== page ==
Prime Minister, officials arrested in apparent coup in Sudan


Military forces arrested Sudan’s interim prime minister and senior government officials on Monday, disrupted internet access and blocked bridges in the capital, the country’s information ministry said, calling the actions Rebellion.

In response, thousands of people flooded the streets of the capital, Khartoum, and its sister city of Omdurman to protest the apparent military takeover. Images shared online appeared to show protesters blocking streets and setting tires on fire as security forces used tear gas to disperse them.

The demonstrators could be heard chanting: “People are stronger, stronger! and “Retirement is not an option! As plumes of smoke from burning tires filled the air.

A military takeover would be a major setback for Sudan, which has struggled with a staged transition to democracy since longtime leader Omar Bashir was toppled by mass protests two years ago .

The United States and the European Union have expressed concern over Monday’s developments.

Jeffrey Feltman, the US special envoy to the Horn of Africa, said Washington was “deeply alarmed” by the reports. Feltman had met with Sudanese officials over the weekend in an effort to resolve a growing dispute between the country’s civilian and military rulers. EU Foreign Affairs Chief Joseph Borrell said in a tweet that he was following events with “the greatest concern”.

The first reports of a possible military takeover began to emerge from Sudan before dawn on Monday. In the middle of the morning, the Ministry of Information confirmed that Prime Minister Abdalla Hamdok had been arrested and taken to an undisclosed location. Several senior government officials were also arrested, the ministry said in a Facebook post. He said their fate was unknown.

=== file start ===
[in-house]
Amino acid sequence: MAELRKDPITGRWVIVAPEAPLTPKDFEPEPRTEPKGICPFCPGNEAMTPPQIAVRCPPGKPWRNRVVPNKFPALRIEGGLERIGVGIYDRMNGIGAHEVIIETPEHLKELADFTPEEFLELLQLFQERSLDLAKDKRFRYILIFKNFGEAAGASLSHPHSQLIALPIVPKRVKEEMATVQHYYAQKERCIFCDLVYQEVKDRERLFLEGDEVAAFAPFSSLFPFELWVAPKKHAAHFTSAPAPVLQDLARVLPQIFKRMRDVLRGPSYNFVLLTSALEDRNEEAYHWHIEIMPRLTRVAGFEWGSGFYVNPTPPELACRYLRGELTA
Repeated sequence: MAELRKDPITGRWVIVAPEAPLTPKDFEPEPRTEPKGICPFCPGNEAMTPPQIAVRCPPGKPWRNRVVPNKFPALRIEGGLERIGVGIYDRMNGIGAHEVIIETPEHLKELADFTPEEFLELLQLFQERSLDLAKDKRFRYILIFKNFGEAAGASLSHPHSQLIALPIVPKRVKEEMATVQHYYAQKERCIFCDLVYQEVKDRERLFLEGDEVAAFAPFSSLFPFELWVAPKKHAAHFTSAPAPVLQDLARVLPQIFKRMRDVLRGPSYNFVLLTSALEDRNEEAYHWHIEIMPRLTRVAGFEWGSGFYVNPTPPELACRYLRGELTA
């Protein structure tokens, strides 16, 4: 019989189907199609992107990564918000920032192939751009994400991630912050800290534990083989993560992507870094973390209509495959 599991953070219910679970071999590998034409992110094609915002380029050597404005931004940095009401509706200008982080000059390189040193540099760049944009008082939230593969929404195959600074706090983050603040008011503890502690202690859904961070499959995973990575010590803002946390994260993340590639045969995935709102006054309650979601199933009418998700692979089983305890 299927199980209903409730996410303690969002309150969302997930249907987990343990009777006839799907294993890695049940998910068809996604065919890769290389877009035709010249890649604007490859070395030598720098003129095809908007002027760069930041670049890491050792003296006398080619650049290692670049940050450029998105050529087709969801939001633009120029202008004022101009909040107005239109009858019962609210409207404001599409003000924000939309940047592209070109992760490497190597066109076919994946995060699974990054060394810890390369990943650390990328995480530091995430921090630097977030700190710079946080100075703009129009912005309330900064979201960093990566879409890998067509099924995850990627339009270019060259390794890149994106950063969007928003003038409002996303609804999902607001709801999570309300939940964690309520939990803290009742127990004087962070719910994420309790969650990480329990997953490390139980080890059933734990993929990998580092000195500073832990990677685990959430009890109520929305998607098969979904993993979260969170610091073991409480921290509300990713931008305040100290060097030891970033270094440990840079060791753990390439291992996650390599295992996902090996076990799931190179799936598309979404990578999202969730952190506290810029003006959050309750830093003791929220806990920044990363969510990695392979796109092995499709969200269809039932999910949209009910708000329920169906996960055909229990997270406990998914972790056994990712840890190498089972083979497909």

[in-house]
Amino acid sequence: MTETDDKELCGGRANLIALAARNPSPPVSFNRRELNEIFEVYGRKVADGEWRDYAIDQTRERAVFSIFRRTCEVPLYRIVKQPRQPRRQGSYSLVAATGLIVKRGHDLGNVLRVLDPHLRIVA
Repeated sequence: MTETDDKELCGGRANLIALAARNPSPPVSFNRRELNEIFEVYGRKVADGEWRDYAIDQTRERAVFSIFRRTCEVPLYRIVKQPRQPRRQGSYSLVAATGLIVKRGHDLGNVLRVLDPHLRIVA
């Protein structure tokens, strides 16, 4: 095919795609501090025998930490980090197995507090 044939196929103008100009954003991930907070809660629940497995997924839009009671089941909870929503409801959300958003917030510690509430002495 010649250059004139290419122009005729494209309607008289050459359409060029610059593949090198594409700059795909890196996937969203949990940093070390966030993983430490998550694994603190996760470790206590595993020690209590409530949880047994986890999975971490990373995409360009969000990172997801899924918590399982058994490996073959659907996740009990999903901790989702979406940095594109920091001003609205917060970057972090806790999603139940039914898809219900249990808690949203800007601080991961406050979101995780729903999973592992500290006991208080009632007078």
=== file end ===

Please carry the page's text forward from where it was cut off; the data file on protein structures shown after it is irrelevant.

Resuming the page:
Another hallmark of a takeover, Internet access was largely disrupted, and the country’s state news channel broadcast traditional patriotic music. At one point, military forces stormed the Sudanese public television offices in Omdurman and arrested a number of workers, the information ministry said.

Monday’s arrests come after weeks of growing tension between Sudanese civilian and military leaders. A failed coup attempt in September fractured the country along old lines, pitting more conservative Islamists who want a military government against those who toppled Bashir more than two years ago in mass protests. In recent days, both camps have taken to the streets to demonstrate.

Under Hamdok and the transitional council, Sudan slowly emerged from years of international pariah status under Bashir. The country was removed from the United States’ list of supporting terrorism in 2020, opening the door to much-needed international loans and investment. But the country’s economy has struggled with the brunt of a number of economic reforms called for by international credit institutions.

There have been previous military coups in Sudan since it gained independence from Britain and Egypt in 1956. Bashir came to power in a 1989 coup that overthrew the country’s last elected government.

Among those arrested on Monday, in addition to Hamdok, were five senior government officials, according to two officials who requested anonymity because they were not authorized to share information with the media.

Among the detainees were the Minister of Industry Ibrahim Sheikh; Minister of Information Hamza Baloul; Mohammed Fiky Suliman, member of the country’s ruling transitional body known as the Sovereign Council; and Faisal Mohammed Saleh, media advisor to Hamdok, the interim prime minister. Ayman Khalid, governor of the state that hosts Khartoum, was also arrested, according to his office’s official Facebook page.

After word of the arrests spread, the country’s main pro-democracy group and the Sudanese Communist Party launched separate calls for the Sudanese to take to the streets.

Separately, the Communist Party called on workers to go on strike in an act of mass civil disobedience after what it described as a “complete military coup” orchestrated by the head of the Sovereign Council, General Abdel-Fattah Burhan.

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